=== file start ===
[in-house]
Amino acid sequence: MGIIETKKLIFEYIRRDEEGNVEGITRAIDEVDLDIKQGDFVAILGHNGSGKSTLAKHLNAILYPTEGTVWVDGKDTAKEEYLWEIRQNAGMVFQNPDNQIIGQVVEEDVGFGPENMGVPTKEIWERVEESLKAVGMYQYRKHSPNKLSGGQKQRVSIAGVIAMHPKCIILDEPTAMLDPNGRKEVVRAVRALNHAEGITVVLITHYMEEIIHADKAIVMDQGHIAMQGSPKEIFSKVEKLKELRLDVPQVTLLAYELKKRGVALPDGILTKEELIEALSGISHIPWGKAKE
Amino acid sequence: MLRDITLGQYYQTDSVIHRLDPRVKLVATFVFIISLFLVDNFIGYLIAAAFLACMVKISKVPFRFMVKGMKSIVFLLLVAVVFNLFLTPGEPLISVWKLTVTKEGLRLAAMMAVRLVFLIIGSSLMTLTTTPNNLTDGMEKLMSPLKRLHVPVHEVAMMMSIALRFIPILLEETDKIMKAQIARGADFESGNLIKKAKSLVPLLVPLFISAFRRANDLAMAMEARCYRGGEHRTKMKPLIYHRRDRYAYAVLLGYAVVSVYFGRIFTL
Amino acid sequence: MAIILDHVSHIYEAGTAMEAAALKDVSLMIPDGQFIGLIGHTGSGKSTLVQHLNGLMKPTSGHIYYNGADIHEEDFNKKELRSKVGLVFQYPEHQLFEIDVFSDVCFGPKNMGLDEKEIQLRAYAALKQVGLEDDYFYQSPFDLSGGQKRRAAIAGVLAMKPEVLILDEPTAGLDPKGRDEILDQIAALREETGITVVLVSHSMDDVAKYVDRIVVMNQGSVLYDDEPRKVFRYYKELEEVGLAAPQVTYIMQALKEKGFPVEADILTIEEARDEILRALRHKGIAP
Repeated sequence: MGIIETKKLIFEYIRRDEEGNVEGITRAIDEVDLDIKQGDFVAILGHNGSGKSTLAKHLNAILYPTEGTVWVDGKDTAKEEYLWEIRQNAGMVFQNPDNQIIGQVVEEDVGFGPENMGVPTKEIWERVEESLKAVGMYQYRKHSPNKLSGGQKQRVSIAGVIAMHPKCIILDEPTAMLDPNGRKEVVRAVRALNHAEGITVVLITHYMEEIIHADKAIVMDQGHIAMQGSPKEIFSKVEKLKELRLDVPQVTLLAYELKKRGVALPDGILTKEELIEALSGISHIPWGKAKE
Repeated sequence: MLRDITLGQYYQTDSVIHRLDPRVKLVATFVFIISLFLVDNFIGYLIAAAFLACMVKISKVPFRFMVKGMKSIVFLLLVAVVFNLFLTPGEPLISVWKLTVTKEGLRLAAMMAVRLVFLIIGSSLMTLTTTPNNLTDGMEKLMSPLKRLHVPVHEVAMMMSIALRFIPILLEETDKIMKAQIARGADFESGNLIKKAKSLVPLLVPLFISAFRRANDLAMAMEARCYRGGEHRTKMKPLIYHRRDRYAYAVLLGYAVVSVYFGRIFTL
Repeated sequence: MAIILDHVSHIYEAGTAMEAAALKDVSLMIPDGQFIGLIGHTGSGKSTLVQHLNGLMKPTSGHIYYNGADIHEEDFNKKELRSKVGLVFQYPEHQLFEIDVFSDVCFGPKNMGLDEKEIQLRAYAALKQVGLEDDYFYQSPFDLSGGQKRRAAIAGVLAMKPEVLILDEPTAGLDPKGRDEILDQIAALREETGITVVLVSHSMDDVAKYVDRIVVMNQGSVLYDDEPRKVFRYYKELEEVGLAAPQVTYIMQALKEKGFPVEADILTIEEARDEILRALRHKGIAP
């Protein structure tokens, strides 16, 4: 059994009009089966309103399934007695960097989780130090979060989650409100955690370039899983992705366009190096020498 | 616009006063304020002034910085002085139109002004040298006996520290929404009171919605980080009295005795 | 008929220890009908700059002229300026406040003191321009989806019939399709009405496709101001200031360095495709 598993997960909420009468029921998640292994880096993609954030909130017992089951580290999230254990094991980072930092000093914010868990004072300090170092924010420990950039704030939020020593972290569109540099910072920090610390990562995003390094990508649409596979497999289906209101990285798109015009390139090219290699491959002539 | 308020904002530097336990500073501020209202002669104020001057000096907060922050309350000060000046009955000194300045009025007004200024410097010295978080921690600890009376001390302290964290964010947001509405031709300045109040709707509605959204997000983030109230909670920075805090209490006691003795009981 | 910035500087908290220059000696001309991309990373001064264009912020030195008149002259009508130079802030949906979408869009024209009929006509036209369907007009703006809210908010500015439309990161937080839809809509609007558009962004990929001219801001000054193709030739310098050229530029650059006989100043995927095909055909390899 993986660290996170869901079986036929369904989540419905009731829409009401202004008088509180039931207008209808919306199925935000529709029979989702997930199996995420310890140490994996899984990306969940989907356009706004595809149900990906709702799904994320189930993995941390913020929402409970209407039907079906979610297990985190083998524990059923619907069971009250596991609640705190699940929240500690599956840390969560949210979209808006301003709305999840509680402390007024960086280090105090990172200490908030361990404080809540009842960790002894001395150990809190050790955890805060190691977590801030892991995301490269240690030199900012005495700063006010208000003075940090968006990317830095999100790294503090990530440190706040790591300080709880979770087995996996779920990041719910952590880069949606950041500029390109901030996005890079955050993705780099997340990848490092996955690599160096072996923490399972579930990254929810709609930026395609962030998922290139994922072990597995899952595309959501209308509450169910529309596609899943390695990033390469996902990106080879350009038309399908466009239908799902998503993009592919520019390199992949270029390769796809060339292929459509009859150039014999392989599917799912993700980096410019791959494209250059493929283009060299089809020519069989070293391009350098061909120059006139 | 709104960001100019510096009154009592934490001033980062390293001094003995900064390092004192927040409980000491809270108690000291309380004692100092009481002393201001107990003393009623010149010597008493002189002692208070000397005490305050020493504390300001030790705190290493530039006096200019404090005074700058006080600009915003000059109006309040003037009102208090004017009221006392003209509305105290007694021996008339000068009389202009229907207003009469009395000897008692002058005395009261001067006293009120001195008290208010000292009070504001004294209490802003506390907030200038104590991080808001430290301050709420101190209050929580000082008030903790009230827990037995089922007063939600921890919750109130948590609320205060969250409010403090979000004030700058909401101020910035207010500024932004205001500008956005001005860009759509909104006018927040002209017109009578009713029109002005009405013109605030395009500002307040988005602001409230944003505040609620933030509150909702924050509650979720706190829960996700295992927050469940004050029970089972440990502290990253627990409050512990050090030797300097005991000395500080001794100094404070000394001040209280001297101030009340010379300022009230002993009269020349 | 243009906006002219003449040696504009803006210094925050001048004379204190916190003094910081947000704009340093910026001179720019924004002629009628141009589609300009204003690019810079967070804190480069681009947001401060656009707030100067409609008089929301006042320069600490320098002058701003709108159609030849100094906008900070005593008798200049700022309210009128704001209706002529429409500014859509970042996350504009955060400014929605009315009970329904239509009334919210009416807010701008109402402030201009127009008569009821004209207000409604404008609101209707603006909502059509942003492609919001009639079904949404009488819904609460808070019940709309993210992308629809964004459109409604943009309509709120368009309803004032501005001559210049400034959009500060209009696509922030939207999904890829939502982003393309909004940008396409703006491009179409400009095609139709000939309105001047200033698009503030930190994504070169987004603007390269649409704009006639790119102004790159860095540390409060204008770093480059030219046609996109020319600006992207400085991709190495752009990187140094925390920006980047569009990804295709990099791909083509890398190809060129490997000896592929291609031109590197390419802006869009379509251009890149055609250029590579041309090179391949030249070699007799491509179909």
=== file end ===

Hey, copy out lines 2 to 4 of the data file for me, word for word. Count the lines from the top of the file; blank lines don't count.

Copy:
Amino acid sequence: MGIIETKKLIFEYIRRDEEGNVEGITRAIDEVDLDIKQGDFVAILGHNGSGKSTLAKHLNAILYPTEGTVWVDGKDTAKEEYLWEIRQNAGMVFQNPDNQIIGQVVEEDVGFGPENMGVPTKEIWERVEESLKAVGMYQYRKHSPNKLSGGQKQRVSIAGVIAMHPKCIILDEPTAMLDPNGRKEVVRAVRALNHAEGITVVLITHYMEEIIHADKAIVMDQGHIAMQGSPKEIFSKVEKLKELRLDVPQVTLLAYELKKRGVALPDGILTKEELIEALSGISHIPWGKAKE
Amino acid sequence: MLRDITLGQYYQTDSVIHRLDPRVKLVATFVFIISLFLVDNFIGYLIAAAFLACMVKISKVPFRFMVKGMKSIVFLLLVAVVFNLFLTPGEPLISVWKLTVTKEGLRLAAMMAVRLVFLIIGSSLMTLTTTPNNLTDGMEKLMSPLKRLHVPVHEVAMMMSIALRFIPILLEETDKIMKAQIARGADFESGNLIKKAKSLVPLLVPLFISAFRRANDLAMAMEARCYRGGEHRTKMKPLIYHRRDRYAYAVLLGYAVVSVYFGRIFTL
Amino acid sequence: MAIILDHVSHIYEAGTAMEAAALKDVSLMIPDGQFIGLIGHTGSGKSTLVQHLNGLMKPTSGHIYYNGADIHEEDFNKKELRSKVGLVFQYPEHQLFEIDVFSDVCFGPKNMGLDEKEIQLRAYAALKQVGLEDDYFYQSPFDLSGGQKRRAAIAGVLAMKPEVLILDEPTAGLDPKGRDEILDQIAALREETGITVVLVSHSMDDVAKYVDRIVVMNQGSVLYDDEPRKVFRYYKELEEVGLAAPQVTYIMQALKEKGFPVEADILTIEEARDEILRALRHKGIAP